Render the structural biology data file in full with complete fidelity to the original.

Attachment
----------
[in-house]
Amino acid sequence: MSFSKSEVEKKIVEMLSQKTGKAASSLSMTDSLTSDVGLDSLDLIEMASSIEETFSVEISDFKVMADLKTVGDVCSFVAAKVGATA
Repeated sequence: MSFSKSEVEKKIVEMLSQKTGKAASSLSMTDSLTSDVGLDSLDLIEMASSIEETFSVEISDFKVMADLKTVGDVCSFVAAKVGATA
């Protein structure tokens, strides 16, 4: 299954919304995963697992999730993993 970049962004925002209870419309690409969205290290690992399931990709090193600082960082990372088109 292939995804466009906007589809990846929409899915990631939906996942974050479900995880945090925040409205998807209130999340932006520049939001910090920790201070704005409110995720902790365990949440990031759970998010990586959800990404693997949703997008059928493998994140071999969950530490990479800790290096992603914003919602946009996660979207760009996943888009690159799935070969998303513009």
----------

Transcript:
[in-house]
Amino acid sequence: MSFSKSEVEKKIVEMLSQKTGKAASSLSMTDSLTSDVGLDSLDLIEMASSIEETFSVEISDFKVMADLKTVGDVCSFVAAKVGATA
Repeated sequence: MSFSKSEVEKKIVEMLSQKTGKAASSLSMTDSLTSDVGLDSLDLIEMASSIEETFSVEISDFKVMADLKTVGDVCSFVAAKVGATA
């Protein structure tokens, strides 16, 4: 299954919304995963697992999730993993 970049962004925002209870419309690409969205290290690992399931990709090193600082960082990372088109 292939995804466009906007589809990846929409899915990631939906996942974050479900995880945090925040409205998807209130999340932006520049939001910090920790201070704005409110995720902790365990949440990031759970998010990586959800990404693997949703997008059928493998994140071999969950530490990479800790290096992603914003919602946009996660979207760009996943888009690159799935070969998303513009």